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Thread: Pressure relief

  1. #11
    Quote Originally Posted by smokey View Post
    15 minutes for how long? 1 minute? 15 seconds? 30 seconds? How long does it take for capillary refill?
    Depends on your technique. If you are doing a push-up complete off-load, then 15-30 seconds every 15 minutes is good. A lean forward (chest to knees) would be the same. If you are doing a side-to-side lean, then 15-30 seconds on each side every 15 minutes. If you are using a tilt-in-space power chair, then a minute every 15 minutes is recommended.

    (KLD)
    The SCI-Nurses are advanced practice nurses specializing in SCI/D care. They are available to answer questions, provide education, and make suggestions which you should always discuss with your physician/primary health care provider before implementing. Medical diagnosis is not provided, nor do the SCI-Nurses provide nursing or medical care through their responses on the CareCure forums.

  2. #12
    Senior Member smokey's Avatar
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    Quote Originally Posted by SCI-Nurse View Post
    Depends on your technique. If you are doing a push-up complete off-load, then 15-30 seconds every 15 minutes is good. A lean forward (chest to knees) would be the same. If you are doing a side-to-side lean, then 15-30 seconds on each side every 15 minutes. If you are using a tilt-in-space power chair, then a minute every 15 minutes is recommended.

    (KLD)
    KLD, I have always done push-ups with my hands on the wheels. However, the past few months have been challenging because I developed tendinitis and bursitis in my right bicep and deltoid. Back in February I wrenched my shoulder using the straps over the bed re-positioning myself while laying down and I hurt my shoulder. It's slowly getting a little better but it interferes with a lot of things so I will probably be getting a steroid injection in my shoulder shortly. Every time I do some pressure relief with the push-up method I feel it in my shoulder. I don't know if it helps or hurts the healing process.

  3. #13
    Doing pressure relief is very hard on your wrist bones/nerves, as well as elbow and shoulder. This is especially so if you are a quad. I needed to use Hatch gloves just to be able to do so without pain, though I could not use them when working in an office. Doing pressure relief off the low projection hand rims and sometimes proved very painful when a projection would dig into the tissues of the hand. Doing it off of the tire was not much better since the tires were higher than the hand rim, thus requiring more effort to lift and the tire tread would imprint itself on my hand. Side to side leans don't work well with Jay cushion as they drive the gel into patterns that do not easily recover.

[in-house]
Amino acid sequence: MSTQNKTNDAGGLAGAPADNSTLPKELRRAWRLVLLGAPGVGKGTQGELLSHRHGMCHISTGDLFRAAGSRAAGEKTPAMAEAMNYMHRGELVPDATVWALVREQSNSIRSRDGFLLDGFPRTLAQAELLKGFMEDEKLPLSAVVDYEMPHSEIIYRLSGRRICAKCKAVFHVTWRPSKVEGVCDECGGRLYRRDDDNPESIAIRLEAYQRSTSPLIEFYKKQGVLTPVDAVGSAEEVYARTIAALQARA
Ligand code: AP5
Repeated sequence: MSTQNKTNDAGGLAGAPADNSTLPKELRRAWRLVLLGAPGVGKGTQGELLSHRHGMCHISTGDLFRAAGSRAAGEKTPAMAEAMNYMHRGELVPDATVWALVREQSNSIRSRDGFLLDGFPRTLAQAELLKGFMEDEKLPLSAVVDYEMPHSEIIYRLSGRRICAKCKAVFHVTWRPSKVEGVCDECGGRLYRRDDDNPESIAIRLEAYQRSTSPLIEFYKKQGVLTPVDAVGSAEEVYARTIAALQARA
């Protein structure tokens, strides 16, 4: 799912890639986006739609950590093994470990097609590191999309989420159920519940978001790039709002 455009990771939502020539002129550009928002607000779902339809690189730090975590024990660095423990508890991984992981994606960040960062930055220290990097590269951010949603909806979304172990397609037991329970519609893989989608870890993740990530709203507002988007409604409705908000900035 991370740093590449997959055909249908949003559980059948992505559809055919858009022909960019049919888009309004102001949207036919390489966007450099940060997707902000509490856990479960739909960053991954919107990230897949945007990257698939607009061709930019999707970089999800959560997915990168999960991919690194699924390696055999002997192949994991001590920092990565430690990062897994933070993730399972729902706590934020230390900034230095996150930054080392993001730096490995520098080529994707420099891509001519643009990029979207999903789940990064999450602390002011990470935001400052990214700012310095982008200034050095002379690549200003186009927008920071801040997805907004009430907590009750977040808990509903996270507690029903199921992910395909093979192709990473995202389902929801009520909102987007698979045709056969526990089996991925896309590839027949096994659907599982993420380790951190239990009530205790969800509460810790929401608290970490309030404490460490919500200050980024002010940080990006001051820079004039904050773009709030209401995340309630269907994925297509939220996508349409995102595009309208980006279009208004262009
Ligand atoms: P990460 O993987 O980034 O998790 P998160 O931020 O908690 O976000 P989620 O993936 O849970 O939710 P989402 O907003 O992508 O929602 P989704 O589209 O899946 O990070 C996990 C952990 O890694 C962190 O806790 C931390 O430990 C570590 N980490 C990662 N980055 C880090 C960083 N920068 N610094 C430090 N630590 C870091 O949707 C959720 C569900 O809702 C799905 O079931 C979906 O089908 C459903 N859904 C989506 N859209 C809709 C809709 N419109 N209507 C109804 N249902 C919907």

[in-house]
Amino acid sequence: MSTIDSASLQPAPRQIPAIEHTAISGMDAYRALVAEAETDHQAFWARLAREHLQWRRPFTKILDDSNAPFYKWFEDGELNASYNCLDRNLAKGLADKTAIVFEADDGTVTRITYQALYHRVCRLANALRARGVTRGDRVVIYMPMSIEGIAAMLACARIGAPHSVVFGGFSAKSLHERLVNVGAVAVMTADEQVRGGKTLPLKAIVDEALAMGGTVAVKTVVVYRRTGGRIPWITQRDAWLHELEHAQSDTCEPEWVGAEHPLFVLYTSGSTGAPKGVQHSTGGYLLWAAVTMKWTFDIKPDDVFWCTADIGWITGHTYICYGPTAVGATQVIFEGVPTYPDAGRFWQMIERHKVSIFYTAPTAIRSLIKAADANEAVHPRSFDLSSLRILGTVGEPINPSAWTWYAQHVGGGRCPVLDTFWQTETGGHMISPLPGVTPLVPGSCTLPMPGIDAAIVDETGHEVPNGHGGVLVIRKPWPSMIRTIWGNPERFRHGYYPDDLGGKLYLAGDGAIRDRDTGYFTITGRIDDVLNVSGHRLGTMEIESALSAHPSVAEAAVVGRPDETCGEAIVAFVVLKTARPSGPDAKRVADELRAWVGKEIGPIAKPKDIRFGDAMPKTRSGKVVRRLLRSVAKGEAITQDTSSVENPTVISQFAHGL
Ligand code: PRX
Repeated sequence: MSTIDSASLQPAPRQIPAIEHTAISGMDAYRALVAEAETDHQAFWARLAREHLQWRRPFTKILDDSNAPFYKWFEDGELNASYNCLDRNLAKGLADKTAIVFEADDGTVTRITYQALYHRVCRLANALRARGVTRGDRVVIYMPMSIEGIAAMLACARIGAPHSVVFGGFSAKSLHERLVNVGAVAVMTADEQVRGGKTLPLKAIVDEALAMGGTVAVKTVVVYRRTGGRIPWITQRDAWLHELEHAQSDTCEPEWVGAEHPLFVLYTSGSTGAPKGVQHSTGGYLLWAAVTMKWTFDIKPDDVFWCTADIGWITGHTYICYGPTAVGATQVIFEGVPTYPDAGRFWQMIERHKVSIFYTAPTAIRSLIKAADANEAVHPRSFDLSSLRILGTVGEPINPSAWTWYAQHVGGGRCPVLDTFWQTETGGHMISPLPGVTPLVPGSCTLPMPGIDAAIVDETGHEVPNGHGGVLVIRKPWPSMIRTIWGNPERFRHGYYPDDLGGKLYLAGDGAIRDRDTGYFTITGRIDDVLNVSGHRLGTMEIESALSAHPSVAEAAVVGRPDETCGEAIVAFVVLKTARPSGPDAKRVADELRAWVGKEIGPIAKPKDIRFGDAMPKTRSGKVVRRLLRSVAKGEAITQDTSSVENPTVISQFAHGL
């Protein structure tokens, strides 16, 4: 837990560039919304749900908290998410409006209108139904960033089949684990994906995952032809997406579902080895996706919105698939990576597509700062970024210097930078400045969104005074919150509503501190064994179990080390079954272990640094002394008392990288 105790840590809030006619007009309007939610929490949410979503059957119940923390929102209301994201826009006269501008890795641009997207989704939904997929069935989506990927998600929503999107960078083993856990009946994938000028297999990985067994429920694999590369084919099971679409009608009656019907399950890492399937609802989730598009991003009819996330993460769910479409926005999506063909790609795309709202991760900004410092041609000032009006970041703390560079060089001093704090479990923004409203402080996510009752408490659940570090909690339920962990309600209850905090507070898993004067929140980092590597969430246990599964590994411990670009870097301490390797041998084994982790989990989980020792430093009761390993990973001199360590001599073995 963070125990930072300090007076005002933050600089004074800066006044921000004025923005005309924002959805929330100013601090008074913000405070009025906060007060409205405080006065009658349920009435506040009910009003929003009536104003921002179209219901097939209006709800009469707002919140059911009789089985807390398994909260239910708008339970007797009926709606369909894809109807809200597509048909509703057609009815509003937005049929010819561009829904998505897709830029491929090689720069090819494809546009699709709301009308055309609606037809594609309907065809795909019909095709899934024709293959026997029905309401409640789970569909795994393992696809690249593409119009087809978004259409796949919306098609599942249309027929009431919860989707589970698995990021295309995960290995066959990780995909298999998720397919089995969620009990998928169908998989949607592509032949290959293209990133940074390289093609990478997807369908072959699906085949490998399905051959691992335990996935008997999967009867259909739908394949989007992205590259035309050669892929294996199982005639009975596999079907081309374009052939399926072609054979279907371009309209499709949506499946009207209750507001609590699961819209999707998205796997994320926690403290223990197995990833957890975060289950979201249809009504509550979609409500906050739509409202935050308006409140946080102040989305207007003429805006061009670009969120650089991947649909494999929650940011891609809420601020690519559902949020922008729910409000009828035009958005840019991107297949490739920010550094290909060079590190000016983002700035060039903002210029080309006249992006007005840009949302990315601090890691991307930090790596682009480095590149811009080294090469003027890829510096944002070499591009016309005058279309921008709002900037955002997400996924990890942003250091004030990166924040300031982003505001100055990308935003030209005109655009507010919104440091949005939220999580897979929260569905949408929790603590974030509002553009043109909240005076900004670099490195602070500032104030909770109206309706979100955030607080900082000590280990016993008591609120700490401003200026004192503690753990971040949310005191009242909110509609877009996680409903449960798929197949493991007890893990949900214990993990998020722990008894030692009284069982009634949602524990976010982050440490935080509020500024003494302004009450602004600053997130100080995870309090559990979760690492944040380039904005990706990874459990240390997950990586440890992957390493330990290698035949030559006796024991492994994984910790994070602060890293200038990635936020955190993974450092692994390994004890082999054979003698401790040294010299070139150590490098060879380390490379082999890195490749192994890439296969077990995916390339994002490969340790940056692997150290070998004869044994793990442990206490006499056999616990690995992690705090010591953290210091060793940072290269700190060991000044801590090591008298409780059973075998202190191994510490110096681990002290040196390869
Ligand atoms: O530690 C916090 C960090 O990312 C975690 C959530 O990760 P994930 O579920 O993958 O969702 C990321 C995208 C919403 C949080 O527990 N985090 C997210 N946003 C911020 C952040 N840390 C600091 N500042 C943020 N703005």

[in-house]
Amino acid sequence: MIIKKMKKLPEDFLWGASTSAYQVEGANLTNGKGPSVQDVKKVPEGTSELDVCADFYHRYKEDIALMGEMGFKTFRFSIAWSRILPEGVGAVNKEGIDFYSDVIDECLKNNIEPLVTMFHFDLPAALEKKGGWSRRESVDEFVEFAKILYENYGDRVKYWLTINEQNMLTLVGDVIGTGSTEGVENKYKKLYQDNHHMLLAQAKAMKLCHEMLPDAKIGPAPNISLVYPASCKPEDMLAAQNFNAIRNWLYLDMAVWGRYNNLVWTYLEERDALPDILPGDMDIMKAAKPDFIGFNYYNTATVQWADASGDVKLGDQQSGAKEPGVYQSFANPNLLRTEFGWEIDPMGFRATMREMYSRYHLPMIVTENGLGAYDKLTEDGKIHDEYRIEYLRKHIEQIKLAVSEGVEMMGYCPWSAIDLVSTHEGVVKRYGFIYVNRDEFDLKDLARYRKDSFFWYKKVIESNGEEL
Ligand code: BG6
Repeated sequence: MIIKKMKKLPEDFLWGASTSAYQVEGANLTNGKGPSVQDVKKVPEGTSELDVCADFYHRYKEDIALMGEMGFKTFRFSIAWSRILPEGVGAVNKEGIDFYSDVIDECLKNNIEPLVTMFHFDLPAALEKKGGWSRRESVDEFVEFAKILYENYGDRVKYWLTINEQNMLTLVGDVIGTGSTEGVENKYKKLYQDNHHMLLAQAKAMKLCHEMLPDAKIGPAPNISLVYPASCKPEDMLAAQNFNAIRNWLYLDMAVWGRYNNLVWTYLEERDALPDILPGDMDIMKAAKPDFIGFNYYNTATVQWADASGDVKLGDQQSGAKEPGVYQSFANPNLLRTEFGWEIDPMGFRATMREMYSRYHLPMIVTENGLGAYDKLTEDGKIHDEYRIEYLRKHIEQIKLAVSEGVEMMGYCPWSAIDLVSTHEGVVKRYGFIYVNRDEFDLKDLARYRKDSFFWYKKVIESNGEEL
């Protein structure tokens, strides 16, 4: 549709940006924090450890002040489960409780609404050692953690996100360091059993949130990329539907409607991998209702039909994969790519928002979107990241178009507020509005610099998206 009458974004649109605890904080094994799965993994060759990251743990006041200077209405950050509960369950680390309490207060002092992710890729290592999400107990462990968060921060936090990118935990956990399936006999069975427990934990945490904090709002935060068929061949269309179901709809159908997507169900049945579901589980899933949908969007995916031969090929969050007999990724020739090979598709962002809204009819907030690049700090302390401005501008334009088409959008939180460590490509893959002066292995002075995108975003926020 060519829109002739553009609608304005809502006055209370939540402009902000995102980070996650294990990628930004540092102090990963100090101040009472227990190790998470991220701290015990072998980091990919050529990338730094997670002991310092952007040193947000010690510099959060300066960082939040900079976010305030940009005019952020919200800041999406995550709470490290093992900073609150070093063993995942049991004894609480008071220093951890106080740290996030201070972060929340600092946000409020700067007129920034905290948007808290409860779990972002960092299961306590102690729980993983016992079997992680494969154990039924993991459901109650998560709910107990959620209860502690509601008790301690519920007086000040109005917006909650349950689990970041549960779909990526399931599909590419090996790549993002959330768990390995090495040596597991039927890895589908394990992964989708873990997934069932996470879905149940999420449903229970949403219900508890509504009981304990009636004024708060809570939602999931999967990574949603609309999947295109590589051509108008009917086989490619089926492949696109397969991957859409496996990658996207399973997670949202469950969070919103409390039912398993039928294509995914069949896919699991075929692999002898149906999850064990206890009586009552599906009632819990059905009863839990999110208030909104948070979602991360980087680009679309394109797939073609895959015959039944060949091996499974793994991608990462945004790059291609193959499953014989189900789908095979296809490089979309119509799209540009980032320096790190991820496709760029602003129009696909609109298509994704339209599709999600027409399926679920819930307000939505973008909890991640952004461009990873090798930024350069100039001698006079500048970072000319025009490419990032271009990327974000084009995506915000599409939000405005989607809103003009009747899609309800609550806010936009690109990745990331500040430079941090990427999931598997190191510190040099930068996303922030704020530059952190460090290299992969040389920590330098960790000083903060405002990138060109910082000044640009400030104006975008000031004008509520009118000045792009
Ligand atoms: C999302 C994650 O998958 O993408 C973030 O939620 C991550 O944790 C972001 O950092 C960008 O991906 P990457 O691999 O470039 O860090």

Going to a power chair has many downsides, but the full tilt, recline, and elevating legs, combined with a Roho high-profile has allowed significantly better pressure relief. My seating clinic staff told me that once in full pressure relief mode to stay there at least 2 to 3 minutes every 30-45 minutes. If you have the time and the space you might as well allow unrestricted perfusion to occur for a little bit to keep your skin healthy.

    I made 24 years in a manual with no breakdown, other than the occasional redness and it's been 7 years in a Permobil as described above with no skin issues. Unfortunately, I cannot transfer any longer and this activity often leads to sores due to the tissue trauma of hitting the tire as I cannot generate real good lift.

  4. #14
    Another method that works well is to lean over the side of the chair, a minute or so on each side. But you need full arm rests to lean on, otherwise it could be unsafe.

  5. #15
    Quote Originally Posted by Rustyjames View Post
    Another method that works well is to lean over the side of the chair, a minute or so on each side. But you need full arm rests to lean on, otherwise it could be unsafe.
    You can do this without arm rests, as long as you position your wheelchair alongside a chair/sofa or bed and lean onto the chair/sofa seat or bed surface. Push-up type weight shifts, as above, are the most effective, but also the hardest on your shoulders, wrists, and elbows, so learning a different technique that is effect may be critical as you age.

    (KLD)
    The SCI-Nurses are advanced practice nurses specializing in SCI/D care. They are available to answer questions, provide education, and make suggestions which you should always discuss with your physician/primary health care provider before implementing. Medical diagnosis is not provided, nor do the SCI-Nurses provide nursing or medical care through their responses on the CareCure forums.

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